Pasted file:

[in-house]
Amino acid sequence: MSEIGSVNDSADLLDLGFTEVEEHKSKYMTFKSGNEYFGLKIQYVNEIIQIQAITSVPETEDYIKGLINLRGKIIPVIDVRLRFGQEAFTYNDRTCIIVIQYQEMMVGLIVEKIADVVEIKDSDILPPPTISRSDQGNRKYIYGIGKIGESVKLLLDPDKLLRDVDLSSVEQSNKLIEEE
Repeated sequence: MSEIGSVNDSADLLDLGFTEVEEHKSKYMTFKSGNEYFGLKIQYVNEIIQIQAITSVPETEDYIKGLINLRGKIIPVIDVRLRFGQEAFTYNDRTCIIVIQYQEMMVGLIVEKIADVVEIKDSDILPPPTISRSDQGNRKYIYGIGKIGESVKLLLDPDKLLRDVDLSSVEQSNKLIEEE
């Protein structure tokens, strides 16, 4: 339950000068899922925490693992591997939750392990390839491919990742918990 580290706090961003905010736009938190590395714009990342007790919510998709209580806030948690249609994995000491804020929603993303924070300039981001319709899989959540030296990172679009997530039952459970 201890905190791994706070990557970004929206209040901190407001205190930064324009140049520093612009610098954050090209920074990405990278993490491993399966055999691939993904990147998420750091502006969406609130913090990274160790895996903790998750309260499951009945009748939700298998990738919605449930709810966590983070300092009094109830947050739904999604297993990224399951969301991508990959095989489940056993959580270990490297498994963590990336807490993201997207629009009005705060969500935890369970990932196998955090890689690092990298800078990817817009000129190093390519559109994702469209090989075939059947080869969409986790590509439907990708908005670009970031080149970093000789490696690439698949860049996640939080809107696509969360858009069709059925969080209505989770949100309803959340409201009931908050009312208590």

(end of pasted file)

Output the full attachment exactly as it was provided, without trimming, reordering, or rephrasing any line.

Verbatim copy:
[in-house]
Amino acid sequence: MSEIGSVNDSADLLDLGFTEVEEHKSKYMTFKSGNEYFGLKIQYVNEIIQIQAITSVPETEDYIKGLINLRGKIIPVIDVRLRFGQEAFTYNDRTCIIVIQYQEMMVGLIVEKIADVVEIKDSDILPPPTISRSDQGNRKYIYGIGKIGESVKLLLDPDKLLRDVDLSSVEQSNKLIEEE
Repeated sequence: MSEIGSVNDSADLLDLGFTEVEEHKSKYMTFKSGNEYFGLKIQYVNEIIQIQAITSVPETEDYIKGLINLRGKIIPVIDVRLRFGQEAFTYNDRTCIIVIQYQEMMVGLIVEKIADVVEIKDSDILPPPTISRSDQGNRKYIYGIGKIGESVKLLLDPDKLLRDVDLSSVEQSNKLIEEE
């Protein structure tokens, strides 16, 4: 339950000068899922925490693992591997939750392990390839491919990742918990 580290706090961003905010736009938190590395714009990342007790919510998709209580806030948690249609994995000491804020929603993303924070300039981001319709899989959540030296990172679009997530039952459970 201890905190791994706070990557970004929206209040901190407001205190930064324009140049520093612009610098954050090209920074990405990278993490491993399966055999691939993904990147998420750091502006969406609130913090990274160790895996903790998750309260499951009945009748939700298998990738919605449930709810966590983070300092009094109830947050739904999604297993990224399951969301991508990959095989489940056993959580270990490297498994963590990336807490993201997207629009009005705060969500935890369970990932196998955090890689690092990298800078990817817009000129190093390519559109994702469209090989075939059947080869969409986790590509439907990708908005670009970031080149970093000789490696690439698949860049996640939080809107696509969360858009069709059925969080209505989770949100309803959340409201009931908050009312208590």